British Columbia

West Vancouver tree bylaw deadline leads to dozens of large trees felled

The smell of fresh wood was in the air at several West Vancouver properties this week, as arborists rushed to cut down trees for customers looking to beat a new bylaw that came into effect on Wednesday.

Arborists rushed to bring down trees over 75 cm before interim bylaw came into effect on Wednesday

Several large trees were felled on an undeveloped property at Marine Drive and Pitcairn Place before the new interim bylaw came into effect. (Rafferty Baker/CBC)

The smell of fresh wood was in the air at several West Vancouver properties this week, as arborists rushed to cut down trees for customers looking to beat a new bylaw that came into effect on Wednesday.

On Monday, municipal council gave first, second, and third readings to the interim bylaw, which prohibits the cutting of trees larger than 75 centimetres in diameter, but couldn't bring the bylaw into effect until Wednesday night.

"In that intervening period, there were some people in the community who decided to remove trees prior to the bylaw being enacted," said West Vancouver director of planning and development services Jim Bailey.

"You know, that's unfortunate, I think we've seen some really nice trees come down and that's, I think, seen a pretty emotional response from some people in the community about that. But I think that really highlights why council has taken the steps to protect those important trees."

Jim Bailey, West Vancouver director of planning and development services, says the interim bylaw is meant to protect vulnerable older trees until a permanent bylaw can be introduced after more study. (Rafferty Baker/CBC)

One property in the 2900-block of Marine Drive saw more than 30 large trees cut down as the deadline loomed.

The owner, who declined to give her name, indicated she was worried about the trees during storms, but said it was her four neighbours above the property that urged her to rush to get them cut down.

She said she intends to plant 30 small trees and a garden in the new clearing.

'A big loss'

Ace Dano, who has worked as a nanny in the same neighbourhood for a year, said it was quite noisy this week as the trees came down.

"Yes, it's quite disturbing, especially when they chop a big piece of tree," she said. "I'm not used to seeing the view without the big trees there, so I think it's a big loss."

"When the trees are still there, it's so beautiful," Dano said.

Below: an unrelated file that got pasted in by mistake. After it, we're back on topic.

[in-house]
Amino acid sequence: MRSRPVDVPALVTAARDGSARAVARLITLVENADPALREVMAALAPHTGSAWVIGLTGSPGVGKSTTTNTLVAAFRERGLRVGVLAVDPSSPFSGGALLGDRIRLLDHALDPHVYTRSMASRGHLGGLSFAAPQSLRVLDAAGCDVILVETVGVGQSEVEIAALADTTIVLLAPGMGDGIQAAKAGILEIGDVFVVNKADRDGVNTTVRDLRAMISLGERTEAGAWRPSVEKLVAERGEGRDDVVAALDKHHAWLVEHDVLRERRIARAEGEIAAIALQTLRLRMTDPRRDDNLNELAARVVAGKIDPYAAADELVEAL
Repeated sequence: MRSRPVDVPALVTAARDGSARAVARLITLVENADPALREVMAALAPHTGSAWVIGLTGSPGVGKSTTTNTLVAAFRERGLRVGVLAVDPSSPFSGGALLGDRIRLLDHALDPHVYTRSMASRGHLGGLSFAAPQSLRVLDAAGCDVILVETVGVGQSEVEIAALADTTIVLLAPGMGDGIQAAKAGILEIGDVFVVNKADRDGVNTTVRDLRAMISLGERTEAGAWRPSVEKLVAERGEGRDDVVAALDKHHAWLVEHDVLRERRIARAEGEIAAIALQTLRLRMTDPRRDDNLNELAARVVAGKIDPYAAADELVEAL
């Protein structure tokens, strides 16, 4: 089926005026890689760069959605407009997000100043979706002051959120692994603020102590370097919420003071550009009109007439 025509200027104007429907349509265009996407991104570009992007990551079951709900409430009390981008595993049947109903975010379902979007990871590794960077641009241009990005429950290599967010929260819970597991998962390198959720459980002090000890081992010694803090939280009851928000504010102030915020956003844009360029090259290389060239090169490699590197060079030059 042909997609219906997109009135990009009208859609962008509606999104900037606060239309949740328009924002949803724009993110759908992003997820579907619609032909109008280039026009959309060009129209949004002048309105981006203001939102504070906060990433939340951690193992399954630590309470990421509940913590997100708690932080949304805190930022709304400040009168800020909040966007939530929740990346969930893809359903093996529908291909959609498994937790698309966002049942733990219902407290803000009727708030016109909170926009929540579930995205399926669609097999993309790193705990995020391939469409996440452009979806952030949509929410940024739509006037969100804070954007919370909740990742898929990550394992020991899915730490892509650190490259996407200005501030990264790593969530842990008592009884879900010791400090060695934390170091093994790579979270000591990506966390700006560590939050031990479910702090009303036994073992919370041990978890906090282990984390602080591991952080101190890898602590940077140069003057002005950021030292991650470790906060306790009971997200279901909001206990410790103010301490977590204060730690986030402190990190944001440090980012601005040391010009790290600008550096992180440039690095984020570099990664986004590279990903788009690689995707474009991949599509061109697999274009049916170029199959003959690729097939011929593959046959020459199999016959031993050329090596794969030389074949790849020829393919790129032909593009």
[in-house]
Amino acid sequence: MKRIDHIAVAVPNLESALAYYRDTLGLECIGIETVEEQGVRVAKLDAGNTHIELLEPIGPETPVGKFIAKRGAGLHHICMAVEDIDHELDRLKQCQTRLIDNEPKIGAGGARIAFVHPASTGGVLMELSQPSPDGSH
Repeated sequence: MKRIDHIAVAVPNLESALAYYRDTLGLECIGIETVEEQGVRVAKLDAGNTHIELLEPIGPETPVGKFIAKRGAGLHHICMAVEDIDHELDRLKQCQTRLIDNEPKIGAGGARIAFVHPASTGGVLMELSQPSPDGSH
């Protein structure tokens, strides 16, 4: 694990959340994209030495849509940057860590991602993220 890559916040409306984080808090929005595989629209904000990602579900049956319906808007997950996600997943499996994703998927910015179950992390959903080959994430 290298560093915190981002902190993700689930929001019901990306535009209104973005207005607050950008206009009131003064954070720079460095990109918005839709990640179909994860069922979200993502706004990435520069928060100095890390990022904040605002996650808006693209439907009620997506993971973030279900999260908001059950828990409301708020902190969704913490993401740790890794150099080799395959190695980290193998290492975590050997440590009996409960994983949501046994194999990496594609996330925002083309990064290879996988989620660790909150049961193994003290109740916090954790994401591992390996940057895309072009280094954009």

Arborist Erik Helssen with Burley Boys said his company didn't clear the property in the 2900-block of Marine Drive, but crews were very busy in the lead up to the deadline, putting in extra shifts.

'Come back to clean it up later'

"The city announced it a couple of weeks ago and so everybody was trying to get their trees down — get them down and come back to clean it up later," he said.

"Up until yesterday people were still phoning us and asking us to take the big trees down," Helssen said on Friday. "At this point it's too late."

A large tree, which exceeds 75 cm in diameter, was quickly felled before a new bylaw came into effect Wednesday that prohibits such tree removal. (Rafferty Baker/CBC)

He said the work Burley Boys usually does in West Vancouver is 75 per cent for views, but in this rush, it was developers getting lots cleared to avoid trouble later.

"Most of the jobs were future developments, future home builds," said Helssen, adding that crews were just taking down the bigger trees and leaving the smaller ones for later.

The city says a long-term plan for the law is underway.

"We wanted to get something in place, again, that protected some of the largest, most vulnerable trees and I think council has taken some really positive steps in that direction," said Bailey.

"We're going to be reaching out to make sure we get all the details right on that and report back this summer — this July — on a more permanent bylaw."

ABOUT THE AUTHOR

Rafferty Baker is a video journalist with CBC News, based in Vancouver. You can find his stories on CBC Radio, television, and online at cbc.ca/bc.

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